Group seeks to increase amount of wilderness in Tahoe region
RENO (AP) – An environmental coalition is calling for wilderness designation for millions of acres of California backcountry, including 180 square miles near Lake Tahoe.
Supporters call it a move that is critical to protecting pristine forests and mountains.
Critics brand it part of an ”insatiable appetite” by conservationists to gobble up land at cost to public access and the economy and insisted California has more than enough land designated as wilderness.
On Monday, the California Wilderness Coalition released the results of a four-year inventory of land it believes is eligible for protection under the 1964 Wilderness Act and 1968 Wild and Scenic Rivers Act.
The report concludes that 7.4 million acres – 7 percent of the state’s land – and 4,000 miles of free-flowing rivers should be protected under those laws.
”Over the last 20 years, 700,000 acres, an area of unprotected wilderness nearly the size of Yosemite National Park, has been lost in California,” said Bob Schneider, director of the California Wild Heritage Campaign.
”Our hope, and that of a majority of Californians, is to act now to protect our remaining wild places for future generations.”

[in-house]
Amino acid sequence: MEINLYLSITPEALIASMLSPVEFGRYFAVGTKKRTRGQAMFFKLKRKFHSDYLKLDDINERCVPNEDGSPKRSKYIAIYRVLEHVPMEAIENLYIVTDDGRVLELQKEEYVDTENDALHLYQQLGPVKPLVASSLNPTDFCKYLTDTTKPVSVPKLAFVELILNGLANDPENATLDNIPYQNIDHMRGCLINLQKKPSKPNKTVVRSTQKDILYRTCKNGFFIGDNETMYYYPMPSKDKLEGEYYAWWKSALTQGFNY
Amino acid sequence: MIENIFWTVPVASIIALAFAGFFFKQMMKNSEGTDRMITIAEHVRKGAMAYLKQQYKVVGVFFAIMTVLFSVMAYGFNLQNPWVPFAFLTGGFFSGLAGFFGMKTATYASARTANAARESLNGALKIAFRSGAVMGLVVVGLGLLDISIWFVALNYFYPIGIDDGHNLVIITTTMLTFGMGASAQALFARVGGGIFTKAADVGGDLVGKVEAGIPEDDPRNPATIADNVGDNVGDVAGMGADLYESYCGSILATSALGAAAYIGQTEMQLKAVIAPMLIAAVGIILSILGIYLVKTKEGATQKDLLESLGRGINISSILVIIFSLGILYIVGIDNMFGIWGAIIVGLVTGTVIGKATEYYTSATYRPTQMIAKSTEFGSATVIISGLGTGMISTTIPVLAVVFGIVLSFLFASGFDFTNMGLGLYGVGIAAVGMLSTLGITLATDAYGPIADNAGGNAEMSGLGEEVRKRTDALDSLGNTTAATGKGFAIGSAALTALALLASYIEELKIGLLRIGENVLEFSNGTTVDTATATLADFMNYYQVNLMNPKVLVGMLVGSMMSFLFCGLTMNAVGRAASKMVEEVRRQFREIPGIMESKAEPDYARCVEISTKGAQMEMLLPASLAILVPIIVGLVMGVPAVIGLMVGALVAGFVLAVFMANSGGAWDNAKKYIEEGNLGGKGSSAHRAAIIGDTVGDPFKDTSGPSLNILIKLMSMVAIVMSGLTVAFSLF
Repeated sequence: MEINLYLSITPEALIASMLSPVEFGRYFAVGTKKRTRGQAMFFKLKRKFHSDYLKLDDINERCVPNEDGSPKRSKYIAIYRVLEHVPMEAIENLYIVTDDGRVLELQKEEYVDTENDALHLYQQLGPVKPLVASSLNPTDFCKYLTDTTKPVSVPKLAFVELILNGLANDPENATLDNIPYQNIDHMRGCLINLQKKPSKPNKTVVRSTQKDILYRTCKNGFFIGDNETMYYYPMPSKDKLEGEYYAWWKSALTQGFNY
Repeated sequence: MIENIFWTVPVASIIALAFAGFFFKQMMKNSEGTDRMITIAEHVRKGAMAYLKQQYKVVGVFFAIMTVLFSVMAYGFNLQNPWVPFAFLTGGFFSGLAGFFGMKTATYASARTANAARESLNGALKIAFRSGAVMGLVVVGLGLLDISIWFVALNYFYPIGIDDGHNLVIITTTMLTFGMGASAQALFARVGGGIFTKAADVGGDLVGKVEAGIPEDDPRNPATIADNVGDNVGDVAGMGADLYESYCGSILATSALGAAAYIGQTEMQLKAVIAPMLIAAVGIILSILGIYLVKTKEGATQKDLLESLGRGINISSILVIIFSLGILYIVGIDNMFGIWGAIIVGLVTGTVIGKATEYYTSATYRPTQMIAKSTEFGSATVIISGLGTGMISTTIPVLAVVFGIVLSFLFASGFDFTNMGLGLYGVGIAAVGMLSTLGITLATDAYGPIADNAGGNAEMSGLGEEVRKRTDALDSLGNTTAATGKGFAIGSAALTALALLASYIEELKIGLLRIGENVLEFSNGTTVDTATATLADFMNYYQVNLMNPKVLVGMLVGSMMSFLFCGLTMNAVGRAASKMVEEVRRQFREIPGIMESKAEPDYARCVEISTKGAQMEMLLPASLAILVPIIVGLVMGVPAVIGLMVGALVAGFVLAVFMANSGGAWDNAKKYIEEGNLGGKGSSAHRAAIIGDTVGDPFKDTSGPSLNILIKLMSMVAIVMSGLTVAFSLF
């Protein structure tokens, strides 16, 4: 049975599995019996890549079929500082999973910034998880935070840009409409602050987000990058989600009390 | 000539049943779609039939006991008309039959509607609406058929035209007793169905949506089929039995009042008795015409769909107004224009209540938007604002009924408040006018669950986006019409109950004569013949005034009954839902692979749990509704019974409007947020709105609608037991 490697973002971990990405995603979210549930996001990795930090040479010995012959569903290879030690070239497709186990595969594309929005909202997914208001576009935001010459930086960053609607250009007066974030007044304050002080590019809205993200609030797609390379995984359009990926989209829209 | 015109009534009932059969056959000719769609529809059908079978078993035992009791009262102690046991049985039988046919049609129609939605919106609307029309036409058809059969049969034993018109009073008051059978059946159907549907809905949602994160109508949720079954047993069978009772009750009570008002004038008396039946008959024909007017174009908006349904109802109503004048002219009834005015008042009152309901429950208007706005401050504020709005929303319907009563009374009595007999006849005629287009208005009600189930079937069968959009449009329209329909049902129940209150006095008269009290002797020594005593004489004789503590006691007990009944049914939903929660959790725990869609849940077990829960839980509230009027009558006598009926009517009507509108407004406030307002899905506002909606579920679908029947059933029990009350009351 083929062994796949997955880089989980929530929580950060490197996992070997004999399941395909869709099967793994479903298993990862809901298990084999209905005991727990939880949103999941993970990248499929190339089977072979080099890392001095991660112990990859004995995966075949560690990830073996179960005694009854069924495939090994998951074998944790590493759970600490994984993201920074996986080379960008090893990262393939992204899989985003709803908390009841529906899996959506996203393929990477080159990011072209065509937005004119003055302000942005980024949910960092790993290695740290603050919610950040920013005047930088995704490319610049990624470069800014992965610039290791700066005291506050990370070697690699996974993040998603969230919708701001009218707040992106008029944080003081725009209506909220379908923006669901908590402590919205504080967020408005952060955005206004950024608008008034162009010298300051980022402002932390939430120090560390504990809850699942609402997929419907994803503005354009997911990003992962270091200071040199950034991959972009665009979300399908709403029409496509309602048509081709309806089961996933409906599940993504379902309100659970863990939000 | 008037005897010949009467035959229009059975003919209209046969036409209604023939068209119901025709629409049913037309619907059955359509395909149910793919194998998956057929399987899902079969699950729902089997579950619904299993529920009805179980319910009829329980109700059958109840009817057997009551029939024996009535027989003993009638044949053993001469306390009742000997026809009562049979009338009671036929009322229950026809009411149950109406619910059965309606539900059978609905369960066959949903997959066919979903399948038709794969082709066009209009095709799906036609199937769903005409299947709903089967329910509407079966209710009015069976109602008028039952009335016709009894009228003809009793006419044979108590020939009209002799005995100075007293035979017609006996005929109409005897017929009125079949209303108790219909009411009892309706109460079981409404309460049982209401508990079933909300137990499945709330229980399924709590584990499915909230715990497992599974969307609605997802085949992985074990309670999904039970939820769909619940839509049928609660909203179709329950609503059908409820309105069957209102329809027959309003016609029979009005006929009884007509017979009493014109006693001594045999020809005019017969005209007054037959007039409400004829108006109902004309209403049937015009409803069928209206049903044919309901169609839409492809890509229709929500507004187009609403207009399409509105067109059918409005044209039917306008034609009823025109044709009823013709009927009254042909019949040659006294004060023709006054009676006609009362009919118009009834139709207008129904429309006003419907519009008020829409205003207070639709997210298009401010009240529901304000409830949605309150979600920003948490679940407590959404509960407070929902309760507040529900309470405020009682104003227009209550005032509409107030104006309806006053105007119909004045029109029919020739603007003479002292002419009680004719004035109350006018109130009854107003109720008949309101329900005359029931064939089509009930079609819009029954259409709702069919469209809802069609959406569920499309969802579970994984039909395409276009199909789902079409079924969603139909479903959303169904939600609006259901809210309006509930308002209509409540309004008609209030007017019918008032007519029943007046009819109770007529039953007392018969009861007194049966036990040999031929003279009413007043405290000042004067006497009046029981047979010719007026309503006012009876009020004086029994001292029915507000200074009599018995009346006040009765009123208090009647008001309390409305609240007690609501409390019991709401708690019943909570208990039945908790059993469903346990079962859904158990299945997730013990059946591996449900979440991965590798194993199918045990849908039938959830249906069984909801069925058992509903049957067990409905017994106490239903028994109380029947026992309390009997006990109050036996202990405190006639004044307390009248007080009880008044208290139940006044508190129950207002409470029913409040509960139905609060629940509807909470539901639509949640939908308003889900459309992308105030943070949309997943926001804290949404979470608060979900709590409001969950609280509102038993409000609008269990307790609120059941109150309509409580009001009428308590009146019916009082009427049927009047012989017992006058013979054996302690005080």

Chuck Cushman, executive director of the American Land Rights Association, a property rights group based in Battleground, Wash., argued against creating more wilderness in the Sierra or anywhere else.
”They never saw a piece of land they wouldn’t like to be wilderness,” Cushman told the Reno Gazette-Journal. ”These folks have an insatiable appetite.”
A significant amount of targeted land lies within or just outside the Tahoe Basin:
n A 30,613-acre addition to the Desolation Wilderness area, with about 6,000 acres within the Tahoe Basin and the remainder in Eldorado National Forest to the east.
n A 5,481-acre addition to Granite Chief Wilderness, with about 1,000 acres in the Tahoe Basin and the rest in Tahoe National Forest.
n 31,107 acres in Meiss Meadows, with about 7,000 acres in the Tahoe Basin and the remainder in Eldorado National Forest.
n 48,410 acres surrounding Freel Peak, with about 20,000 acres in the Tahoe Basin and the rest in Toiyabe National Forest.
Tens of thousands of additional acres were recommended for wilderness status in other parts of Eldorado, Stanislaus, Toiyabe, Tahoe and Plumas national forests.
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